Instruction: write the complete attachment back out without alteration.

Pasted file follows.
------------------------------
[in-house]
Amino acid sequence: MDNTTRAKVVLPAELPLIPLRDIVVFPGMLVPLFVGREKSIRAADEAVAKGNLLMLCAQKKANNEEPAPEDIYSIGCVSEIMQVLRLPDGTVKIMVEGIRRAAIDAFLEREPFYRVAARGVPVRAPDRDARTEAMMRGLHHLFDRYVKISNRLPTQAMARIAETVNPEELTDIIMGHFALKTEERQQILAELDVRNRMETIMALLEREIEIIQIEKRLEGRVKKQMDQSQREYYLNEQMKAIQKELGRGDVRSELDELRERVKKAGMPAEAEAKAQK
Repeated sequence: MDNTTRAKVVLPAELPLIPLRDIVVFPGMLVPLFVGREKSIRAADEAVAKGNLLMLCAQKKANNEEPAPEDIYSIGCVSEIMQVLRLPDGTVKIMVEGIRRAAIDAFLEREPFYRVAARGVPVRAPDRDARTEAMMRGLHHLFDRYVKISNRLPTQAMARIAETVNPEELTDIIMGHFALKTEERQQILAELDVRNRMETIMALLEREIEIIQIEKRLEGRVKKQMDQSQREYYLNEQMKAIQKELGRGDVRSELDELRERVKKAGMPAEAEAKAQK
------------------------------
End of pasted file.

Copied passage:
[in-house]
Amino acid sequence: MDNTTRAKVVLPAELPLIPLRDIVVFPGMLVPLFVGREKSIRAADEAVAKGNLLMLCAQKKANNEEPAPEDIYSIGCVSEIMQVLRLPDGTVKIMVEGIRRAAIDAFLEREPFYRVAARGVPVRAPDRDARTEAMMRGLHHLFDRYVKISNRLPTQAMARIAETVNPEELTDIIMGHFALKTEERQQILAELDVRNRMETIMALLEREIEIIQIEKRLEGRVKKQMDQSQREYYLNEQMKAIQKELGRGDVRSELDELRERVKKAGMPAEAEAKAQK
Repeated sequence: MDNTTRAKVVLPAELPLIPLRDIVVFPGMLVPLFVGREKSIRAADEAVAKGNLLMLCAQKKANNEEPAPEDIYSIGCVSEIMQVLRLPDGTVKIMVEGIRRAAIDAFLEREPFYRVAARGVPVRAPDRDARTEAMMRGLHHLFDRYVKISNRLPTQAMARIAETVNPEELTDIIMGHFALKTEERQQILAELDVRNRMETIMALLEREIEIIQIEKRLEGRVKKQMDQSQREYYLNEQMKAIQKELGRGDVRSELDELRERVKKAGMPAEAEAKAQK